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Women's World Chess Championship 2012

The Women's World Chess Championship 2012 was a knockout tournament, to decide the women's world champion.[1] The title was won by Anna Ushenina of Ukraine for the first time.[2] Defending champion Hou Yifan went out in the second round.

Women's World Chess Championship 2012
Anna Ushenina
Anna Ushenina, winner of the 2012 championship.
VenueYugra Chess Academy
LocationKhanty Mansiysk, Russia
Dates10 November – 1 December 2012
Competitors64
Champion
Ukraine Anna Ushenina
← 2011
2013 →

The tournament was played as a 64-player knockout type in Khanty Mansiysk, Russia, from 10 November to 1 December 2012. Each pairing consisted of two games, and tie-breaks at faster time controls, if necessary.

After only two wins by lower rated players in the first round, the second round saw the top three seeds all going out to players rated 150 Elo points below them, of those third seed Anna Muzychuk lost to the eventual world champion.[3] The fourth seed went out in the quarter-final. The final consisted of four games at classical time control, followed by tie-break games; in it Anna Ushenina beat former women's world champion Antoaneta Stefanova in the first set of tie-breaks. The unexpected final of two lower seeded players raised questions, if a single match knock-out system is the best way to determine the world champion.[4]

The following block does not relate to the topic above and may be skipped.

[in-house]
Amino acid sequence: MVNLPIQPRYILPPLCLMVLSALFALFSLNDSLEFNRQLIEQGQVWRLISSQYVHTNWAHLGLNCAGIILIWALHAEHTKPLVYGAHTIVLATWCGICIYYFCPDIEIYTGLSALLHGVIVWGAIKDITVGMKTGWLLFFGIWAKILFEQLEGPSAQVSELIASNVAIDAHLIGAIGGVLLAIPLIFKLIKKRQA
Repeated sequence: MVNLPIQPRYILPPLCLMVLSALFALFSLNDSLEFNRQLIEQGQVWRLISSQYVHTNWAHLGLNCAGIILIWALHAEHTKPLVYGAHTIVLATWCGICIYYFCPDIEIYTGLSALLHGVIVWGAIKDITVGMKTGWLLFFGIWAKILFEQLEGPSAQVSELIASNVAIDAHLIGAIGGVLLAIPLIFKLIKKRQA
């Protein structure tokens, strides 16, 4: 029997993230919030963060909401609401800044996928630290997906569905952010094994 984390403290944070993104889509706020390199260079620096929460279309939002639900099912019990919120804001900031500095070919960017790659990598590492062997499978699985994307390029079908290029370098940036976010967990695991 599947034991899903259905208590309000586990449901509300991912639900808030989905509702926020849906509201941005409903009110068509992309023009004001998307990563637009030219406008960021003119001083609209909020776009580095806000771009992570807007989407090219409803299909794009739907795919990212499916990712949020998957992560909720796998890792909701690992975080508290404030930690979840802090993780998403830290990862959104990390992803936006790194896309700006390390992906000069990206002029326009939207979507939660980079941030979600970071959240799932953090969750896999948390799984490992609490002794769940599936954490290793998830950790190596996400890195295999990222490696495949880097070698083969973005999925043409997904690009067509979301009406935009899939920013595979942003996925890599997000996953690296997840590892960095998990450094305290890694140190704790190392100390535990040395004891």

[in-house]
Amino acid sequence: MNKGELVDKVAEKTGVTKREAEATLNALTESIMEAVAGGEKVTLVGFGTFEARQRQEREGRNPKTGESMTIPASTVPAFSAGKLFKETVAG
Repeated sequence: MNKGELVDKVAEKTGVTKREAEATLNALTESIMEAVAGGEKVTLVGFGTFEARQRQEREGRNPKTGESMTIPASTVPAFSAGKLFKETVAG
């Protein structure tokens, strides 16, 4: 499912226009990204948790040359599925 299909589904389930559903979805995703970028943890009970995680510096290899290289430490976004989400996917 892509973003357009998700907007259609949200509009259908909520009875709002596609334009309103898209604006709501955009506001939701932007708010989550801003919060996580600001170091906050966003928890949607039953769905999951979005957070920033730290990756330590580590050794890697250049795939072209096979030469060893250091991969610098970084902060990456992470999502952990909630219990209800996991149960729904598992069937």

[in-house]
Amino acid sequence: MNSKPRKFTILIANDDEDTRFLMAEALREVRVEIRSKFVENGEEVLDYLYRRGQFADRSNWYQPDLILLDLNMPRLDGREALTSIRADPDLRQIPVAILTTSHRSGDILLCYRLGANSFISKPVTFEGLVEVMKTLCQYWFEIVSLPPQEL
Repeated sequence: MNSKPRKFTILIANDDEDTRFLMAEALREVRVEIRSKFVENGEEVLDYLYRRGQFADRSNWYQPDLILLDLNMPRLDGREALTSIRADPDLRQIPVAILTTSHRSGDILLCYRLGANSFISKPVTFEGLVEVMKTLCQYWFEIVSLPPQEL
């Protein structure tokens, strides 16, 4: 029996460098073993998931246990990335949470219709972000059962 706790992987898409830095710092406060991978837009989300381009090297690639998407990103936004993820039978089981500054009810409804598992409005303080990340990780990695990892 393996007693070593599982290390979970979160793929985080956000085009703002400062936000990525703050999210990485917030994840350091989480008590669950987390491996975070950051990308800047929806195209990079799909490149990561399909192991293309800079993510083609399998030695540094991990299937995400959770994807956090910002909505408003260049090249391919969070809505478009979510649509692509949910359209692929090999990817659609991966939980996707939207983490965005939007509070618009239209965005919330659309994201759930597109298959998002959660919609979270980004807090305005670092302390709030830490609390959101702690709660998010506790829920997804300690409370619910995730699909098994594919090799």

Ushenina lost her title in the Women's World Chess Championship 2013, after game seven of a ten-game match against Hou Yifan, winner of the FIDE Women's Grand Prix 2011–2012.

Contents

ParticipantsEdit

Players qualified to the tournament through the previous world championship, the FIDE rating list, continental championships and two FIDE president nominees. Players were seeded by their Elo ratings (November 2012 list),[5] except that defending champion Hou Yifan was the no. 1 seed.[6]

  1.   Hou Yifan (China), 2606, GM (WC)
  2.   Humpy Koneru (India), 2610, GM (WC)
  3.   Anna Muzychuk (Slovenia), 2586, GM (J10)
  4.   Zhao Xue (China), 2565, GM (WC)
  5.   Kateryna Lahno (Ukraine), 2553, GM (E11)
  6.   Nadezhda Kosintseva (Russia), 2539, GM (E10)